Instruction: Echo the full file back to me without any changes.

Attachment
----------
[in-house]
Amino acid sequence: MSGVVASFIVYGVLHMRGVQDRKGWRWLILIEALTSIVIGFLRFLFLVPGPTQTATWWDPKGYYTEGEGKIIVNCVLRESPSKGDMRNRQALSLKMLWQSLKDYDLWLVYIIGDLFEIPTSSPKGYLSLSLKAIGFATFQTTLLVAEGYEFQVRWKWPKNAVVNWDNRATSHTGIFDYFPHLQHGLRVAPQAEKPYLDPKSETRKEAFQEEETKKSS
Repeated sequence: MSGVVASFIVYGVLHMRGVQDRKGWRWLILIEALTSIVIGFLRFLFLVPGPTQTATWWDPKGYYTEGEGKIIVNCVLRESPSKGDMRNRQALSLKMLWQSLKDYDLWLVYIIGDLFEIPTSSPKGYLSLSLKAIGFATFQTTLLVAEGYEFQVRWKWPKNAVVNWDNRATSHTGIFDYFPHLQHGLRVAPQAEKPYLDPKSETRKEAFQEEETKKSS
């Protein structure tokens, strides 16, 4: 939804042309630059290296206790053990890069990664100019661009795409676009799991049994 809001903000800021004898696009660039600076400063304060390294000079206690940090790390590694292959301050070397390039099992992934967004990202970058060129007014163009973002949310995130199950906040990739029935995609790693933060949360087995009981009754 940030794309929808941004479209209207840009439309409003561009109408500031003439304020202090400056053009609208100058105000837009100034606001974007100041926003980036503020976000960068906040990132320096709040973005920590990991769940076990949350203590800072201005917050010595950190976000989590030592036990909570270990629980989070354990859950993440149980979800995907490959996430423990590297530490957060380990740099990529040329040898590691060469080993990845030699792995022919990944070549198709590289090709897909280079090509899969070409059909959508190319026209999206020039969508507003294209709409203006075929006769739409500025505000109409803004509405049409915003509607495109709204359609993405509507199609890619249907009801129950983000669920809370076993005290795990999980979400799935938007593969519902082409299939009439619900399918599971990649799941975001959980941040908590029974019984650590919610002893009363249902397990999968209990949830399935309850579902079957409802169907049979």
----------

[in-house]
Amino acid sequence: MSGVVASFIVYGVLHMRGVQDRKGWRWLILIEALTSIVIGFLRFLFLVPGPTQTATWWDPKGYYTEGEGKIIVNCVLRESPSKGDMRNRQALSLKMLWQSLKDYDLWLVYIIGDLFEIPTSSPKGYLSLSLKAIGFATFQTTLLVAEGYEFQVRWKWPKNAVVNWDNRATSHTGIFDYFPHLQHGLRVAPQAEKPYLDPKSETRKEAFQEEETKKSS
Repeated sequence: MSGVVASFIVYGVLHMRGVQDRKGWRWLILIEALTSIVIGFLRFLFLVPGPTQTATWWDPKGYYTEGEGKIIVNCVLRESPSKGDMRNRQALSLKMLWQSLKDYDLWLVYIIGDLFEIPTSSPKGYLSLSLKAIGFATFQTTLLVAEGYEFQVRWKWPKNAVVNWDNRATSHTGIFDYFPHLQHGLRVAPQAEKPYLDPKSETRKEAFQEEETKKSS
């Protein structure tokens, strides 16, 4: 939804042309630059290296206790053990890069990664100019661009795409676009799991049994 809001903000800021004898696009660039600076400063304060390294000079206690940090790390590694292959301050070397390039099992992934967004990202970058060129007014163009973002949310995130199950906040990739029935995609790693933060949360087995009981009754 940030794309929808941004479209209207840009439309409003561009109408500031003439304020202090400056053009609208100058105000837009100034606001974007100041926003980036503020976000960068906040990132320096709040973005920590990991769940076990949350203590800072201005917050010595950190976000989590030592036990909570270990629980989070354990859950993440149980979800995907490959996430423990590297530490957060380990740099990529040329040898590691060469080993990845030699792995022919990944070549198709590289090709897909280079090509899969070409059909959508190319026209999206020039969508507003294209709409203006075929006769739409500025505000109409803004509405049409915003509607495109709204359609993405509507199609890619249907009801129950983000669920809370076993005290795990999980979400799935938007593969519902082409299939009439619900399918599971990649799941975001959980941040908590029974019984650590919610002893009363249902397990999968209990949830399935309850579902079957409802169907049979």